By the time I’d worked my way from utter confusion to flat-out bewilderment, Mr Dodge had forced a scoop of vanilla ice cream on the man in the mask and scooped himself a triple-scoop mix of lime sherbet, white chocolate, and red velvet with a mountain of sprinkles of every color imaginable somehow balanced on top. The three of them made their way over to me, all licking their ice cream, and sat down at my table. Watching Mr Dodge eat his ice cream fascinated me. The man in the mask, Edgar and I were all struggling to keep our ice cream from dribbling out of the cones and onto our wrists, but not a sprinkle fell onto Mr Dodge, despite his magnificent beard.

When I’d finished, I glanced nervously at Edgar. He was still busy trying to lap up the slowly melting drops of triple-chocolate-chunk, but he caught my look and nodded at me. I bit my lip and looked back at the eccentric director. “Uh… Mr Dodge, we haven’t been introduced. I’m –”

“Ida Michelle Ichabod. Fifteen years old. Been one of our best agents for nine years. Specialize in automobile driving, laser blasters, and disguises. In the running for mission leader as well as a considered candidate for Officer.” I blinked and opened my mouth, but he continued. “You’ve been an agent since you were six years old, and were, if I recall correctly, one of a very few hand-picked by myself and my men.”

I stared at him, my mouth still hanging open. There was a long, uncomfortable silence. Then Edgar leaned over, cleared his throat, and said quietly, “Mr Dodge keeps tabs on all the agents, Ida.”

“Of course I do!” boomed Mr Dodge.

“I…” I tried to think of something, anything, to say. “I didn’t know I was a candidate for Officer.”

“You’re not. Officially, anyway. You’re a considered candidate.”

“Oh.” Another pause. “Um… Mr Dodge… I was just — well, I was wondering…”

“You were wondering why you’re here.”

I nodded gratefully. “Yeah. Yes, sir, I mean.”

“Because I wanted to show you something.” Suddenly his green eyes sparkled, like a kid who’s just realized that there’s two days left till Christmas. “C’mere.”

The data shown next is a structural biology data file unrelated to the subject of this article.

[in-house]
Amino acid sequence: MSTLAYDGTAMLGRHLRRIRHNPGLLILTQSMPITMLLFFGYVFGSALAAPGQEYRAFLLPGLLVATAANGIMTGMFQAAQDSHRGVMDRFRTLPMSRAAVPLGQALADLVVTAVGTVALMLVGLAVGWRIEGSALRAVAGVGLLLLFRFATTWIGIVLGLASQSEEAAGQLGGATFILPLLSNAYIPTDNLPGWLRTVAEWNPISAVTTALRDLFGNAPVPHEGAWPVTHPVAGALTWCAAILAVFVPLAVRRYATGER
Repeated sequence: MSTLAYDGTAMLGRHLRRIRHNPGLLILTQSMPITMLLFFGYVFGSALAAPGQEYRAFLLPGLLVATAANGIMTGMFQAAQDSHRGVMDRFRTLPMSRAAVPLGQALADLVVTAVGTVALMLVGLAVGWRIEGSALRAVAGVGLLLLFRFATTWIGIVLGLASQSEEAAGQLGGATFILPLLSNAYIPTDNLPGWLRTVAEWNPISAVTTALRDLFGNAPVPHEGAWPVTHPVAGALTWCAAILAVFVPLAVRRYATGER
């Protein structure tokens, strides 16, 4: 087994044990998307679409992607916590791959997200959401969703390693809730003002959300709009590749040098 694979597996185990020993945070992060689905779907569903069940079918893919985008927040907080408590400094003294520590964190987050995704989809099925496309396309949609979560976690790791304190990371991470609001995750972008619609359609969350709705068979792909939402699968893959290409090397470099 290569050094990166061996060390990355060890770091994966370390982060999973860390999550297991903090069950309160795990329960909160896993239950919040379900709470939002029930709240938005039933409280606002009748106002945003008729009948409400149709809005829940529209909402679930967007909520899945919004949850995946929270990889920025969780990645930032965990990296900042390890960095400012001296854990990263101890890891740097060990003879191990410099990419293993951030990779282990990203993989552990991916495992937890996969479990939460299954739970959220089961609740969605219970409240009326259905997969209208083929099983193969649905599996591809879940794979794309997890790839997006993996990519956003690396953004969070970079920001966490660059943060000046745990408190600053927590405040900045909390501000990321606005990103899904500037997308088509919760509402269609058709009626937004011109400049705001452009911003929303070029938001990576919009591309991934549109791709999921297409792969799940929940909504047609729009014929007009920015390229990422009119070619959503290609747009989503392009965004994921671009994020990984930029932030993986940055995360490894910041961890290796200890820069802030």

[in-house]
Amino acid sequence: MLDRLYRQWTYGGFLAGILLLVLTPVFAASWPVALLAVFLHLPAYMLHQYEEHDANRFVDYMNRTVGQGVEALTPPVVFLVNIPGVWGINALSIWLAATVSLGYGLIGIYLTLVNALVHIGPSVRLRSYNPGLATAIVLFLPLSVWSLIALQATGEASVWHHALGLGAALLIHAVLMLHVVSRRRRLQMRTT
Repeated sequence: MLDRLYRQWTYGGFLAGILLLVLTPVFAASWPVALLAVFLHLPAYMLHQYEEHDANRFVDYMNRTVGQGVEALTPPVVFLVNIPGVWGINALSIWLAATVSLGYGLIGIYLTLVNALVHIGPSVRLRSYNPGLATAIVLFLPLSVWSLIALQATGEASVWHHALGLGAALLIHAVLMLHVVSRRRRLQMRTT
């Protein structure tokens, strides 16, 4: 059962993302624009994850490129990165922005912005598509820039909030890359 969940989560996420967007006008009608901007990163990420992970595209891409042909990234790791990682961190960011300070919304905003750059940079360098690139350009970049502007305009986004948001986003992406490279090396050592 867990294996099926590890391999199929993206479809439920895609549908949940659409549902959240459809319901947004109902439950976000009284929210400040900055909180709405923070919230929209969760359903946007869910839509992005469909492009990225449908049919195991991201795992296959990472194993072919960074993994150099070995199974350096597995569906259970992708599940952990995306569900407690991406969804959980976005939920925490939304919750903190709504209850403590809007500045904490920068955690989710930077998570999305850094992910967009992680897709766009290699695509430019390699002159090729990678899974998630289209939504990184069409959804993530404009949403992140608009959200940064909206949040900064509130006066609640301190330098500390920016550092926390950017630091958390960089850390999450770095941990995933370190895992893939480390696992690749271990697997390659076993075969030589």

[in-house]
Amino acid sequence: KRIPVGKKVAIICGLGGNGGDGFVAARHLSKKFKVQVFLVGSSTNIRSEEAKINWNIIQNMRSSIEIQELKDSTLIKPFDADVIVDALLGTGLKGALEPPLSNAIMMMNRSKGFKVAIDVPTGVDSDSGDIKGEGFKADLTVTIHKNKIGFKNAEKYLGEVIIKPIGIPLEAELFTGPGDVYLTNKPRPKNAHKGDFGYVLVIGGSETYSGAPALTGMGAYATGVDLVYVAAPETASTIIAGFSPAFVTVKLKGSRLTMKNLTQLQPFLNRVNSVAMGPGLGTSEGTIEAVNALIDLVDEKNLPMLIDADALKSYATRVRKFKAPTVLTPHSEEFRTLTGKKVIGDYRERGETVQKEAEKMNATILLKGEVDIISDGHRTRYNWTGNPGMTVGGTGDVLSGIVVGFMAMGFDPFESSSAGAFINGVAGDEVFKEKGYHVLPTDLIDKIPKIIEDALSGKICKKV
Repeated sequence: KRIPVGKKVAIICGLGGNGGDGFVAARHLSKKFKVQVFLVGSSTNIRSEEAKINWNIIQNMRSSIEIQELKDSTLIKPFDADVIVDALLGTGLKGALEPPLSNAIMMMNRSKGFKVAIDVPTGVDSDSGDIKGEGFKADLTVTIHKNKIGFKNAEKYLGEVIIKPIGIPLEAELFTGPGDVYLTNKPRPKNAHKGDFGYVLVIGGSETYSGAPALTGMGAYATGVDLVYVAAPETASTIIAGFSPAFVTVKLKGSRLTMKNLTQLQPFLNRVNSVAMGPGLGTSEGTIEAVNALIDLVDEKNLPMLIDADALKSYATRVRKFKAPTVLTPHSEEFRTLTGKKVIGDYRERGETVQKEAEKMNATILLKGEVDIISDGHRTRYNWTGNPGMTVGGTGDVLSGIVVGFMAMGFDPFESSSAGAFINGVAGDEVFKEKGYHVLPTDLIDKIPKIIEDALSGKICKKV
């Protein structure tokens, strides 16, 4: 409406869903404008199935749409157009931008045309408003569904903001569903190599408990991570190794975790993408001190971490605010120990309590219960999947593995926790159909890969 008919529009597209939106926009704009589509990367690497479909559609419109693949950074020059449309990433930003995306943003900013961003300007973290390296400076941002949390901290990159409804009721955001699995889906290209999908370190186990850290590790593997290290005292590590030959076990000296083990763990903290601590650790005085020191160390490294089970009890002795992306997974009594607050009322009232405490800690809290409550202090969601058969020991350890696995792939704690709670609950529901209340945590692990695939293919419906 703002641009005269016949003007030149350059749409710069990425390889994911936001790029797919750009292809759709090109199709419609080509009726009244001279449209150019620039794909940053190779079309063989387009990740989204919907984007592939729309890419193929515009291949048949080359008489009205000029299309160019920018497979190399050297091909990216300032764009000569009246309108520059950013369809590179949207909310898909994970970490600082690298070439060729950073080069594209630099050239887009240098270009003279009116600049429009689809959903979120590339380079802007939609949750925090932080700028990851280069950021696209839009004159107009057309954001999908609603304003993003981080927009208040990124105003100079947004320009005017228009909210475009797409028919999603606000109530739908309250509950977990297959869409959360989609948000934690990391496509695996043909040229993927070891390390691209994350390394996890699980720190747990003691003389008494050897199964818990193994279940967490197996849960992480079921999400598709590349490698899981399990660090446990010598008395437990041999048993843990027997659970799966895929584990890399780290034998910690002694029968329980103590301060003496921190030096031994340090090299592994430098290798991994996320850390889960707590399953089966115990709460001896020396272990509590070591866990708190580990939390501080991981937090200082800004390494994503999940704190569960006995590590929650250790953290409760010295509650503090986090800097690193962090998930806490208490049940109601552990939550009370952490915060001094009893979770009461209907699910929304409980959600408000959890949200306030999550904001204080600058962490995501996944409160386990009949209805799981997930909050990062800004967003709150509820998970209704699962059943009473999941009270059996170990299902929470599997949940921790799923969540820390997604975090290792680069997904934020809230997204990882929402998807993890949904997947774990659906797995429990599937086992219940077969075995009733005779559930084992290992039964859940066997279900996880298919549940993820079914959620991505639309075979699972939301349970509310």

Edgar, the man in the mask, and I followed the mountain of emerald velvet back into the storage room, which was now a jarring shade of neon yellow. Mr Dodge lead us over to one of the cages in the wall. There was no tail in this one, though. In fact, as far as I could tell, there was absolutely nothing in this cage.

“Look!” said Mr Dodge excitedly, pointing another bony finger (this one heavily ringed) at the cage.

I did so. There was still nothing. “What exactly are we supposed to be looking at, Mr Dodge?”

“Exactly what I thought you’d say!” he roared, giving me an approving look. “There’s nothing to look at! Nothing! Until…” Now he tapped one finger on a cage bar.

I watched as a set of all-too-familiar silver talons slid from nowhere in the darkness. And I remembered Rick, saying he’d been pulled down here because he’d captured a new breed of monster — a nameless, faceless monster — and suddenly everything clicked.

“I’m here because of this,” I said. “I’m here because I found something that only one other person has found. I didn’t just find it, I shot it, I bagged it.”

“Not just that,” said Mr Dodge, suddenly quiet as he turned towards me and leaned down, till his mushroom-shaped nose was less than an inch away from my own. “You’re here because we need you. You’re here because we think there are more.

“You’re here because we think the PPAA has been infiltrated.”


One response to “Ida Ichabod and The Girl Without A Face (Chapter 3)

  1. I’m afraid I have to wait until January to read the next chapter, right? Darn! Now you’ve got me hooked! And where is my ice cream cone?? (Good job, Lauren! Love you.)